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Hide it like you stole it

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@mikefettismike fettis

I like to examine creative ways of doing things. Often times I will look at a malware example and enjoy how they accomplish some of the nasty things. The latest example of this involves how a crypto mining bot and their script running on a postgres box. This was found in the impreva blog talking about the exploit.
https://www.imperva.com/blog/2018/03/deep-dive-database-attacks-scarlett-johanssons-picture-used-for-crypto-mining-on-postgre-database/

This is leveraging a command called dd and then using how images are rendered/checked on upload. It can also be thought of as “Poor mans steganography.” 
Lets say that we want to hide a shell script or a series of commands. We can hide this at the end of an image file. Image processors will read a file top to bottom. This allows us to simply append what we want to the end of a file and then using dd copy that bit of data off the end and in to a separate file when we want to run it. Jibberish you say, lets take a look.
First I borrowed a gif from NPR but I tossed it into my github so I can not throw redirects to NPR, call it courtesy. I will use curl to pull that file down and output it

The direct link is here https://github.com/ridingintraffic/ridingintraffic.github.com/raw/master/dumpster-fire.gif 
This will render a nice little animated gif no big deal. The next step will be in my terminal I will do a simple shell script to print some text.

echo “echo \”hello $(whoami) welcome to the fire\””>>script.sh; chmod +x script.sh; ./script.sh```

Echo out a script directly into another file and then set that file to be executable and then run that script. A super redundant way to run a command, but hang with me. 
The next step is to look at our gif and establish the original size. Here is the ls -l of that file the curl command downloaded.

$ ls -l dumpster-fire.gif
-rw-r — r — 1 myuser staff 1690953 Mar 19 19:44 dumpster-fire.gif

The number 1690953 is the important bit for reassembling later. 
Now to combine part one and two.

curl https://github.com/ridingintraffic/ridingintraffic.github.com/raw/master/dumpster-fire.gif -o dumpster-fire.gif; echo “echo \”hello $(whoami) welcome to the fire\”>>dumpster-fire.gif; 

and The following ls -l puts it as a bigger file

$ ls -l dumpster-fire
-rw-r — r — 1 myuser staff 1691010 Mar 19 19:44 dumpster-fire.gif

If we do a tail on the gif we will see binary data and then our appended text. 
Next, if we preview the gif it will still render and even animate because browsers are dumb and read the file top to bottom and never encounter an error.

If we were to download that modified gif we can then extract the script from the end of the file and run it. This magic can be done with dd and the offset that we saved earlier.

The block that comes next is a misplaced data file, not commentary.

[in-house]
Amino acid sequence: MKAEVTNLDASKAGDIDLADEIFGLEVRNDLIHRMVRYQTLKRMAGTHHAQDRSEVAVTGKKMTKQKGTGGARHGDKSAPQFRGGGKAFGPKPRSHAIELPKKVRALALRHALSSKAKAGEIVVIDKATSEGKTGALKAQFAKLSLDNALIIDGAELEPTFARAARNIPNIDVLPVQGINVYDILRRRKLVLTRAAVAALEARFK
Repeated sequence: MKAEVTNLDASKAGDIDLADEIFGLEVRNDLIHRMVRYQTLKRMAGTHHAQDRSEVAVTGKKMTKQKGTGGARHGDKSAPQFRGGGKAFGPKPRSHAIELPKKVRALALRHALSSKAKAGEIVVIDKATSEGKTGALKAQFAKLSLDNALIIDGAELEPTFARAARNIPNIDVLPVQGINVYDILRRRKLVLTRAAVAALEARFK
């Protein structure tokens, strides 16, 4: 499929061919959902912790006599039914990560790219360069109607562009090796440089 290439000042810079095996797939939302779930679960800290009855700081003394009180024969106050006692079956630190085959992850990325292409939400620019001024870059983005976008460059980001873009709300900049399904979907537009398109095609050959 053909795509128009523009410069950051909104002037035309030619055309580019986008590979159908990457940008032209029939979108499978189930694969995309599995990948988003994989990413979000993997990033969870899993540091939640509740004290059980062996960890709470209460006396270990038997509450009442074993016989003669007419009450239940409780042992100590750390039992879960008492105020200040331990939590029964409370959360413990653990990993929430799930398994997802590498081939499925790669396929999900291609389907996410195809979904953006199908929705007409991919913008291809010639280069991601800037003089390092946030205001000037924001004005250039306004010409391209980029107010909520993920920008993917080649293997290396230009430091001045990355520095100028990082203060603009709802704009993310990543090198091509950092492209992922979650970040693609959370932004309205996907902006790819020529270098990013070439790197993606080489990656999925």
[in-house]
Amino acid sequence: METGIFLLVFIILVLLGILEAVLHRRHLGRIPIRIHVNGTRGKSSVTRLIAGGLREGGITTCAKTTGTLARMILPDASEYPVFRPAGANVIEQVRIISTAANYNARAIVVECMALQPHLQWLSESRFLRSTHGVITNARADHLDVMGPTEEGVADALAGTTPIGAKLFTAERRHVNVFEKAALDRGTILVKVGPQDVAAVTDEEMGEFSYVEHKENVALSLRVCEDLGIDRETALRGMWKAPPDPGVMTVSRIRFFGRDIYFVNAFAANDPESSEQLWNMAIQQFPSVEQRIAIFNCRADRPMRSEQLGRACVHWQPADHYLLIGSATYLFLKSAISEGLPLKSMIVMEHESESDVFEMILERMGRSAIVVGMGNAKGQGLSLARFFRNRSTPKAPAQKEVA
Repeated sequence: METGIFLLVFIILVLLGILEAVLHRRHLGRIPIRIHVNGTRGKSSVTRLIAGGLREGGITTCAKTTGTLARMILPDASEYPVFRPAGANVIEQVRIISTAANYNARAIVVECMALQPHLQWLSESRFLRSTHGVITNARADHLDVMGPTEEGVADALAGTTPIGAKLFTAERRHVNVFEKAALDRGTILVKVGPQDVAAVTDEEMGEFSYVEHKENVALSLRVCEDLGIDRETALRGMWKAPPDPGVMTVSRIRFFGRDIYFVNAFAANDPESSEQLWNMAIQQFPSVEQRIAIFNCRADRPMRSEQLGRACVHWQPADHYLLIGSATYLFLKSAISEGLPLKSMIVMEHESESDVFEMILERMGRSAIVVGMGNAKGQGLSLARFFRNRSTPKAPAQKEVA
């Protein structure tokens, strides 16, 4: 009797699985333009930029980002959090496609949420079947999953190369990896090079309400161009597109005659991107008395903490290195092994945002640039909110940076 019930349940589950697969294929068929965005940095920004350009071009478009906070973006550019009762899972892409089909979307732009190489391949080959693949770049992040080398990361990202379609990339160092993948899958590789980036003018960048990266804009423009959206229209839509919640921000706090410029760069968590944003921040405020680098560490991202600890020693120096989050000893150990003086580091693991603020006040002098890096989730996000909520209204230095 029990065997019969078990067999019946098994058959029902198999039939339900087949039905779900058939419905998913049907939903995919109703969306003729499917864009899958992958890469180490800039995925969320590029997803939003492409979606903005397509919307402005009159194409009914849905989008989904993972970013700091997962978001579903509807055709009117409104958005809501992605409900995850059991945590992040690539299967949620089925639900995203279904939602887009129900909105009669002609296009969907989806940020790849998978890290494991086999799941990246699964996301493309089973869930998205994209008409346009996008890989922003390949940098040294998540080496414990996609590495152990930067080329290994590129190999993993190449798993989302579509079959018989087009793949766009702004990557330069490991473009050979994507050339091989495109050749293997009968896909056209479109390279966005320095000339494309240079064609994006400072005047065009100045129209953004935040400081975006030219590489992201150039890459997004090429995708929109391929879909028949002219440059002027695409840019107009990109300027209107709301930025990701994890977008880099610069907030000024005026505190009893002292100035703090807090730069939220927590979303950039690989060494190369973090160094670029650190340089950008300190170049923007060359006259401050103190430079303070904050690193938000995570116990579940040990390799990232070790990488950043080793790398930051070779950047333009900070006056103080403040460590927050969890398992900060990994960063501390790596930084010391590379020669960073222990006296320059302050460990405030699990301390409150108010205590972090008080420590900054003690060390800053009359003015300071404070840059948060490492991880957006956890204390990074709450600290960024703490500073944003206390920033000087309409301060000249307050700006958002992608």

dd skip=1690953 bs=1 if=dumpster-fire.gif of=temp.sh;

If we combine that with the execute stuff we can get it to run right after creation.

dd skip=1690953 bs=1 if=dumpster-fire.gif of=temp.sh; chmod +x temp.sh; ./temp.sh

And boom now we have stashed a script file at the end of a image file and tear them apart run some nasty stuff. 
Lets hide it a little bit. So that if someone were to run a tail on the image file it would at least not be in plain text. We can accomplish that simply with a base64 encode/decode. I am not going to go through everything again but instead of directly writing the echo of the script file to the image we will first pipe it through base64 on the file save and then during the reassembly segment we will run it back through the decode to get the bash script.

curl https://github.com/ridingintraffic/ridingintraffic.github.com/raw/master/dumpster-fire.gif -o dumpster-fire.gif; echo “file downloaded, moving onto encoding”; echo echo \”hello $(whoami) welcome to the fire\”|base64 >>dumpster-fire.gif; echo “file encoded and appended lets reassemble”; dd skip=1690953 bs=1 if=dumpster-fire.gif of=temp.sh; base64 --decode temp.sh >> hello.sh ; chmod +x hello.sh; ./hello.sh 

Now the script is at least concealed a little bit, and can’t be found with strings. We can take this one step further and if we wanted to store an encrypted volume at the end of a file. We could use truecrypt to create a file container and then cat that container to the end of the image and instead of launching the script.
Then simply take the encrypted container and load it in true crypt. A nice way to stash something somewhere and transport it in the clear where only you would have the keys to unlock that container. Sometimes criminals have creative ways to do things, and it doesn’t hurt to understand how they do it. The more you know, and knowing is half the battle.

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